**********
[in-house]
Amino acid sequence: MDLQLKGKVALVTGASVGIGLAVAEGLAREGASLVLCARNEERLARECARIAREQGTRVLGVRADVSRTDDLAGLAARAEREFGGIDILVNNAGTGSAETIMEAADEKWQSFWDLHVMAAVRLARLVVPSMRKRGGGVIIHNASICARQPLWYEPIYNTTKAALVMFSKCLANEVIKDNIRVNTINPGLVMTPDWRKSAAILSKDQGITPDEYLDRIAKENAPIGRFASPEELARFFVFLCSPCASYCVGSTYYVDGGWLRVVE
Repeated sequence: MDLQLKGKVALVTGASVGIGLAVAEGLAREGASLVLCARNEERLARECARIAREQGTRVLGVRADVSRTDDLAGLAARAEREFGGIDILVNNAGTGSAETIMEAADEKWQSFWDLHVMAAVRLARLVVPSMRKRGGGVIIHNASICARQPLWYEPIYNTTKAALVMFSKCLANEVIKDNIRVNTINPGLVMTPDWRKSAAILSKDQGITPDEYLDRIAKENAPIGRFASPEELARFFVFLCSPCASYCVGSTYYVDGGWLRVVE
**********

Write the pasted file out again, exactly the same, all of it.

[in-house]
Amino acid sequence: MDLQLKGKVALVTGASVGIGLAVAEGLAREGASLVLCARNEERLARECARIAREQGTRVLGVRADVSRTDDLAGLAARAEREFGGIDILVNNAGTGSAETIMEAADEKWQSFWDLHVMAAVRLARLVVPSMRKRGGGVIIHNASICARQPLWYEPIYNTTKAALVMFSKCLANEVIKDNIRVNTINPGLVMTPDWRKSAAILSKDQGITPDEYLDRIAKENAPIGRFASPEELARFFVFLCSPCASYCVGSTYYVDGGWLRVVE
Repeated sequence: MDLQLKGKVALVTGASVGIGLAVAEGLAREGASLVLCARNEERLARECARIAREQGTRVLGVRADVSRTDDLAGLAARAEREFGGIDILVNNAGTGSAETIMEAADEKWQSFWDLHVMAAVRLARLVVPSMRKRGGGVIIHNASICARQPLWYEPIYNTTKAALVMFSKCLANEVIKDNIRVNTINPGLVMTPDWRKSAAILSKDQGITPDEYLDRIAKENAPIGRFASPEELARFFVFLCSPCASYCVGSTYYVDGGWLRVVE